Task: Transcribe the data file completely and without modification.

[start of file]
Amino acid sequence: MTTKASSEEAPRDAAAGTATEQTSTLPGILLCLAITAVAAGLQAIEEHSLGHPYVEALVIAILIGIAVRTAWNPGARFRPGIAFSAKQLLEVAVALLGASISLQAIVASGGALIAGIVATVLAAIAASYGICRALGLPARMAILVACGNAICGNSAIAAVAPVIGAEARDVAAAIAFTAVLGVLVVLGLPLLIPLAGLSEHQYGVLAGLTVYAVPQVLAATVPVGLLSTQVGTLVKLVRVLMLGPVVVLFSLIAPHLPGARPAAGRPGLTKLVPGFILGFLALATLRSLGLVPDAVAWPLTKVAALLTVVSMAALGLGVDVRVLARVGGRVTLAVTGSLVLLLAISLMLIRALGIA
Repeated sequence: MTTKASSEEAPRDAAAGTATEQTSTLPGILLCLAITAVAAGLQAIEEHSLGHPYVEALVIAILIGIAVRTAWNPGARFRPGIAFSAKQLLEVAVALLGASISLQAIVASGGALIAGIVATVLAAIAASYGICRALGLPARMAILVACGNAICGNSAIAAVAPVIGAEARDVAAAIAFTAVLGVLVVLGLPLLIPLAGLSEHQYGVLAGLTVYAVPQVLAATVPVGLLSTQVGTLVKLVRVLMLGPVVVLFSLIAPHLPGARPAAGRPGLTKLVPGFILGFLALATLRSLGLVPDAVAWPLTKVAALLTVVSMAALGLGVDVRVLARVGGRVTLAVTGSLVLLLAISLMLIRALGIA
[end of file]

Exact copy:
Amino acid sequence: MTTKASSEEAPRDAAAGTATEQTSTLPGILLCLAITAVAAGLQAIEEHSLGHPYVEALVIAILIGIAVRTAWNPGARFRPGIAFSAKQLLEVAVALLGASISLQAIVASGGALIAGIVATVLAAIAASYGICRALGLPARMAILVACGNAICGNSAIAAVAPVIGAEARDVAAAIAFTAVLGVLVVLGLPLLIPLAGLSEHQYGVLAGLTVYAVPQVLAATVPVGLLSTQVGTLVKLVRVLMLGPVVVLFSLIAPHLPGARPAAGRPGLTKLVPGFILGFLALATLRSLGLVPDAVAWPLTKVAALLTVVSMAALGLGVDVRVLARVGGRVTLAVTGSLVLLLAISLMLIRALGIA
Repeated sequence: MTTKASSEEAPRDAAAGTATEQTSTLPGILLCLAITAVAAGLQAIEEHSLGHPYVEALVIAILIGIAVRTAWNPGARFRPGIAFSAKQLLEVAVALLGASISLQAIVASGGALIAGIVATVLAAIAASYGICRALGLPARMAILVACGNAICGNSAIAAVAPVIGAEARDVAAAIAFTAVLGVLVVLGLPLLIPLAGLSEHQYGVLAGLTVYAVPQVLAATVPVGLLSTQVGTLVKLVRVLMLGPVVVLFSLIAPHLPGARPAAGRPGLTKLVPGFILGFLALATLRSLGLVPDAVAWPLTKVAALLTVVSMAALGLGVDVRVLARVGGRVTLAVTGSLVLLLAISLMLIRALGIA